You Say ‘Derecho,’ We Say ‘Must-See’ Video
The cluster of severe thunderstorms that paralyzed the nation's capital for days beginning on June 29 originated in the Midwest. Fed by record warm surface temperatures, as well as a stationary boundary between hot and humid air to the south and cooler and drier air to the north, along with strong winds in the upper atmosphere, the storms organized into a bow shape, charging forward at speeds of near 60 mph. The storms produced widespread wind damage, with winds of 60-90 mph recorded from Illinois all the way to Virginia. The winds knocked out power to millions of people, causing the largest non-hurricane-related power outage in Virginia's history, and forced Mid-Atlantic residents to endure a record-breaking heat wave without the benefit of air conditioning.
Meteorologists, who can be rather fond of complicated terminology (“El Nino-Southern Oscillation,” anyone?) refer to this type of storm event as a derecho (pronounced de-RAY-cho), which is Spanish for “straight ahead.” This name is derived from the straight-line winds that characterize these events.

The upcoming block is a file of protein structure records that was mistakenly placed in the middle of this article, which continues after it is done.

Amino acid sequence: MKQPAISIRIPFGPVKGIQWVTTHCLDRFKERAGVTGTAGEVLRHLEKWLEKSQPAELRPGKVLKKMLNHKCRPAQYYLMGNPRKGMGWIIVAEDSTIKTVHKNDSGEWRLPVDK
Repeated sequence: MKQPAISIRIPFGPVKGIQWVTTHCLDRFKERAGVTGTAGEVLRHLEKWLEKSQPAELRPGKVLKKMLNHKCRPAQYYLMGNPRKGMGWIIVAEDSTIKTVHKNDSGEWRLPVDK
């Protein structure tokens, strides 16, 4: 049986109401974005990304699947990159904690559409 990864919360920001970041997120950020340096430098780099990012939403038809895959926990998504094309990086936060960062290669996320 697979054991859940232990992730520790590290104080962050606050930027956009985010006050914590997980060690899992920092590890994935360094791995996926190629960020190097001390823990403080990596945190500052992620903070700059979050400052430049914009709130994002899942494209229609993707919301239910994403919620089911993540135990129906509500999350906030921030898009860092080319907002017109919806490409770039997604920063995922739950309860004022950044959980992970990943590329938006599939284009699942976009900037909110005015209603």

In the wake of the storms, there have been several thorough analyses published on the many factors that went into producing them. The Washington Post's Capital Weather Gang blog discussed the off-the-charts instability readings from June 29, and the role that global warming may have played by contributing to the record heat. Bob Henson of the University Corporation for Atmospheric Research discussed the history of derechos, and how this one stands up against the major events of the past. He also detailed how new computer models correctly forecast the event several hours in advance.
The geekiest dissection of the event comes from the University of Wisconsin's CIMSS Satellite blog. While the blog post itself is not exactly geared toward the weather novice, it features the incredible video below showing how the storms intensified as they plowed towards the Washington, D.C. area, taking advantage of the record heat and winds in the upper atmosphere that were conducive to severe weather. The deep, dark red hues show the coldest, highest cloud tops, which signify the strongest thunderstorm cells.